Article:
The Texas Rangers are baseball’s biggest surprise, but the scariest part of this season is that air conditioning may not fix what truly ails this franchise.
On Wednesday, Summer finally made it to town with weather only the equator would love. Until Wednesday, Mother Nature planted our home with a mild kiss of spring weather. Despite that fact combined with a good baseball team, you are not going to The Ballpark in Arlington to watch a good team that wins.
We were told one of the primary reasons the Rangers needed a new park was because fans want air conditioning. That once the air was cool, they will come. So that’s why Tax Hike Friendly Park will open next year when a perfectly good park will essentially be vacated.
The Rangers even tweeted on Wednesday a drawing of the new place with the caption, “@GlobeLifeField is gonna be cool ... literally.”
As someone who plans to be entombed in an air conditioner permanently set at 68.5 degrees, just in case I do wake up, I share this desire.
The problem: The air here in DFW has been cool since the start of the season, and the eyeball test says that ain’t enough. The Rangers currently average 26,353 fans per game in this, the last year of the Ballpark in Arlington.
Actually go to a game and you can see that figure is inflated.
We have reached a point when fans are saying “No mas” to paying for the insulting price to attend a big league game. The cost to attend an big league game is too much, and teams are now seeing that. No new stadium can fix that, and neither will air conditioning.
I love baseball, but I can’t blame any ball fan who turns on Netflix, Hulu, Amazon Prime, or another, cheaper, entertainment alternative rather than attend a big league game.
Attending a baseball game should feel like fun rather than extortion.
TEXAS RANGERS RANK IN THE MIDDLE OF MLB ATTENDANCE
The Rangers currently rank 16th in MLB in attendance. For a team that’s winning for the first time in three years, the Rangers should rank about 10th.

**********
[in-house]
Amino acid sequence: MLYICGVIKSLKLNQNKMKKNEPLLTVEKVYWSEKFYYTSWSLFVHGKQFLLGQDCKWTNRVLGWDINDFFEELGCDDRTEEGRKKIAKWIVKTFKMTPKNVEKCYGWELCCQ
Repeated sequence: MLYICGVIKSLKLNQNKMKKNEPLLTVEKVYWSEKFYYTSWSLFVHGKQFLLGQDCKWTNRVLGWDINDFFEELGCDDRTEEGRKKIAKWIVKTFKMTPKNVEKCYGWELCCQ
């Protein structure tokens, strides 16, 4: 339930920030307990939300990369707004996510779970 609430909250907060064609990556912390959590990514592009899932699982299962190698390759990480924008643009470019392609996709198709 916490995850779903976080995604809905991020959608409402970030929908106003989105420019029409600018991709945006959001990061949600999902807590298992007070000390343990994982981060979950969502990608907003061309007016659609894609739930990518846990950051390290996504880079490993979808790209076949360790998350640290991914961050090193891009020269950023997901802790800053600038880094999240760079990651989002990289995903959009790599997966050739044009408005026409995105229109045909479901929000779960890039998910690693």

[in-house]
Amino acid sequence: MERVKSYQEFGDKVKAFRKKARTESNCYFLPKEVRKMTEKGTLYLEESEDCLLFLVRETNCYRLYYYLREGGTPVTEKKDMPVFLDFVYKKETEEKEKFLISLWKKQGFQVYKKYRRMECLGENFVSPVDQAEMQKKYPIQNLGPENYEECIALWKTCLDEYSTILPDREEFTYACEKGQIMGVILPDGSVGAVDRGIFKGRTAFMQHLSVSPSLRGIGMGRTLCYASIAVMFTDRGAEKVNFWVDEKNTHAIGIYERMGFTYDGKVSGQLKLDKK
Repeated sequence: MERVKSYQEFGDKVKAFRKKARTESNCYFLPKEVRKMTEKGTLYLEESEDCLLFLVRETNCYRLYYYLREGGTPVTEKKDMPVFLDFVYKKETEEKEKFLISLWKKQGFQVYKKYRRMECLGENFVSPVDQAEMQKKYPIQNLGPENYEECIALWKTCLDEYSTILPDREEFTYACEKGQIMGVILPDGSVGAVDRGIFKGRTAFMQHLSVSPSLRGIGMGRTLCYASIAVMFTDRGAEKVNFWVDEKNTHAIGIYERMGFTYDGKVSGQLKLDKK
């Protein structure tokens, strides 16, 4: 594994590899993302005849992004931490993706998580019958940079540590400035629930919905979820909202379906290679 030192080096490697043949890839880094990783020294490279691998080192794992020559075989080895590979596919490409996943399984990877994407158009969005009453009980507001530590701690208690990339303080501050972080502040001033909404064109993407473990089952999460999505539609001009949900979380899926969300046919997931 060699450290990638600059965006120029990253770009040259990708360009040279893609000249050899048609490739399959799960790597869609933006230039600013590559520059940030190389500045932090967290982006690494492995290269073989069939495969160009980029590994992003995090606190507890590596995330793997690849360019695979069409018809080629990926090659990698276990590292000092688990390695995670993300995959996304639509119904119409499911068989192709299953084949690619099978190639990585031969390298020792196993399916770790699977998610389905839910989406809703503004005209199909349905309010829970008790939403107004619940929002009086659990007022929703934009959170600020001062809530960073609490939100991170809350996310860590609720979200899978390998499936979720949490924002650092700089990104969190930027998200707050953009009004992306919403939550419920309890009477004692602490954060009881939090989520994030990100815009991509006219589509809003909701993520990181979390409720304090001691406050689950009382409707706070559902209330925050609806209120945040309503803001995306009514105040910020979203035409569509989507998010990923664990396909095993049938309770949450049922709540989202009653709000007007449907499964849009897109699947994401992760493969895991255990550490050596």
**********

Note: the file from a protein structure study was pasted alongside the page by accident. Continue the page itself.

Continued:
At this rate, the Rangers will draw a bit more than 2 million fans. Typically the Rangers need to draw about 3 million fans to ensure a profitable season. This reality is normally a reason why owners change on an average of every seven years; operating a big league club is expensive, and most ownership groups grow tired of the costs.
We live in the fastest growing region in the U.S., and yet here we are.
The team wins, the players are good guys, the stadium is now “nostalgic,” and the weather is cooperating.
The Rangers entice fans with a giveaway promotion for almost every game, to complement an endless amount of food options. The club does a good job of making the game fun once you walk in.
If you want to say Arlington is the problem, go ahead. If you want to say that baseball is the problem, feel free. Those are safe guesses.
Do not deny the price of going to the game as a factor.
THE PRICE OF A BIG LEAGUE GAME
A group of four can attend a Rangers’ game in a decent (non upper deck) seat for a total price of $132. Parking is approximately $20.
Forget buying a souvenir, but you are going to eat and drink. One person eating at the Ballpark is going to cost about $25, less if no alcohol is involved. One order of Grande Nachos is $13.50; a bottled water is $5.50.
Conservatively, a group of four is going to cost $250 for an evening. Throw in eating desserts, a craft beer or two, and maybe a souvenir, and you have easily spent well over $300.
A tab that expensive is going to make going to the ballpark a once or twice a year occasion when baseball, more than any other sport, relies on repeat customers.
Finding cheaper (i.e. upper deck) seats is possible on secondary ticket websites, and you don’t have to eat the $10 hot dog and drink the $17 alcoholic shake at the park. There are ways around a portion of the costs.
The creative fan can actually get in an out for less than $20, but you’ve gotta want it and be willing to accept that the game is enough.
The Rangers, as well as every other team, continually increased the price of attending a game at a rate that far exceeded the standard living increases an average family will receive.
Eventually, as much as we love sports, in particular baseball, every wallet has a limit.
Too many good options exist to pay a premium price for a product that is available 81 nights a year.
When Tax Hike Friendly Park opens next year, the attendance issue will be “fixed.” Our desire to consume new things and take in the new-car smell will override everything else.
But if the Rangers trot out a winning team, and the air is 72 degrees, and the place isn’t full, we’ll know it was never the stadium.